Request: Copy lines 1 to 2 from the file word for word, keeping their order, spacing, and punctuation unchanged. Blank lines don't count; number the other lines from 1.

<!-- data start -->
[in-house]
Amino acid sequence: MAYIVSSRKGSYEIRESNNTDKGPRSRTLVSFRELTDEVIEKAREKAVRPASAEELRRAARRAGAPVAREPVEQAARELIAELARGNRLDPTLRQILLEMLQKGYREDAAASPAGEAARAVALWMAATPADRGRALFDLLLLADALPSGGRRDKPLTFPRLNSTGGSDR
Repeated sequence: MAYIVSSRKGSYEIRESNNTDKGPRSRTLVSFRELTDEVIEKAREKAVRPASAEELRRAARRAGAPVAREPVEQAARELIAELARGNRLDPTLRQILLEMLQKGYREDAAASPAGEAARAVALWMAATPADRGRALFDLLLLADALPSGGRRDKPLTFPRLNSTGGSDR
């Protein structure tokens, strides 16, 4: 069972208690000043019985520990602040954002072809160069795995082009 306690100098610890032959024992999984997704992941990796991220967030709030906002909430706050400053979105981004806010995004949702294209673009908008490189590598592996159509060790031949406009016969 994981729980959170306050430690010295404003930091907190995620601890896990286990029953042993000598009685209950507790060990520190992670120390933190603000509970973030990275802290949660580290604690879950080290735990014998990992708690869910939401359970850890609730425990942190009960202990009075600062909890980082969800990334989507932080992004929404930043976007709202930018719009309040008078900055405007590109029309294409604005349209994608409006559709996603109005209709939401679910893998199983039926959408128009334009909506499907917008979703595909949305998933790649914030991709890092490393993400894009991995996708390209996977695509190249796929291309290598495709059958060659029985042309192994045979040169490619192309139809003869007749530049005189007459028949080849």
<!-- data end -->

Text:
[in-house]
Amino acid sequence: MAYIVSSRKGSYEIRESNNTDKGPRSRTLVSFRELTDEVIEKAREKAVRPASAEELRRAARRAGAPVAREPVEQAARELIAELARGNRLDPTLRQILLEMLQKGYREDAAASPAGEAARAVALWMAATPADRGRALFDLLLLADALPSGGRRDKPLTFPRLNSTGGSDR